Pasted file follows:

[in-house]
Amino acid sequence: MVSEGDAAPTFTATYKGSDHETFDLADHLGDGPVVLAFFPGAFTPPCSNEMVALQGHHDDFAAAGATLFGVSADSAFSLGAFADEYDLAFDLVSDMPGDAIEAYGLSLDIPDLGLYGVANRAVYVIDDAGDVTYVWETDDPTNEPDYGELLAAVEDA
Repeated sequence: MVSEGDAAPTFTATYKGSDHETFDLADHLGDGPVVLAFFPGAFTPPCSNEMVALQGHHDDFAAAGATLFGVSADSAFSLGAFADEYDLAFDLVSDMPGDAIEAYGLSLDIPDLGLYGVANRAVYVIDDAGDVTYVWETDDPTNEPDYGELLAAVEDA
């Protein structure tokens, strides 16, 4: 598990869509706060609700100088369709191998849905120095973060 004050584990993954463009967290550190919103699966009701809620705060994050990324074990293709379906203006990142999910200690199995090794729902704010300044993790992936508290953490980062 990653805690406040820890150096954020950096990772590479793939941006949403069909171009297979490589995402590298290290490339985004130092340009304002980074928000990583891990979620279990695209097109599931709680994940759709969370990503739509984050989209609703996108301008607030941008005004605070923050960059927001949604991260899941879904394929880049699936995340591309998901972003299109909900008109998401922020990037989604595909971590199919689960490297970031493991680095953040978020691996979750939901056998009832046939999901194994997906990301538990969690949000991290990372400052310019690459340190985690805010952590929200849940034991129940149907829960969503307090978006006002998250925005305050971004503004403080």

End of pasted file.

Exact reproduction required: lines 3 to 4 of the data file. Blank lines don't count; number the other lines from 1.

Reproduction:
Repeated sequence: MVSEGDAAPTFTATYKGSDHETFDLADHLGDGPVVLAFFPGAFTPPCSNEMVALQGHHDDFAAAGATLFGVSADSAFSLGAFADEYDLAFDLVSDMPGDAIEAYGLSLDIPDLGLYGVANRAVYVIDDAGDVTYVWETDDPTNEPDYGELLAAVEDA
């Protein structure tokens, strides 16, 4: 598990869509706060609700100088369709191998849905120095973060 004050584990993954463009967290550190919103699966009701809620705060994050990324074990293709379906203006990142999910200690199995090794729902704010300044993790992936508290953490980062 990653805690406040820890150096954020950096990772590479793939941006949403069909171009297979490589995402590298290290490339985004130092340009304002980074928000990583891990979620279990695209097109599931709680994940759709969370990503739509984050989209609703996108301008607030941008005004605070923050960059927001949604991260899941879904394929880049699936995340591309998901972003299109909900008109998401922020990037989604595909971590199919689960490297970031493991680095953040978020691996979750939901056998009832046939999901194994997906990301538990969690949000991290990372400052310019690459340190985690805010952590929200849940034991129940149907829960969503307090978006006002998250925005305050971004503004403080």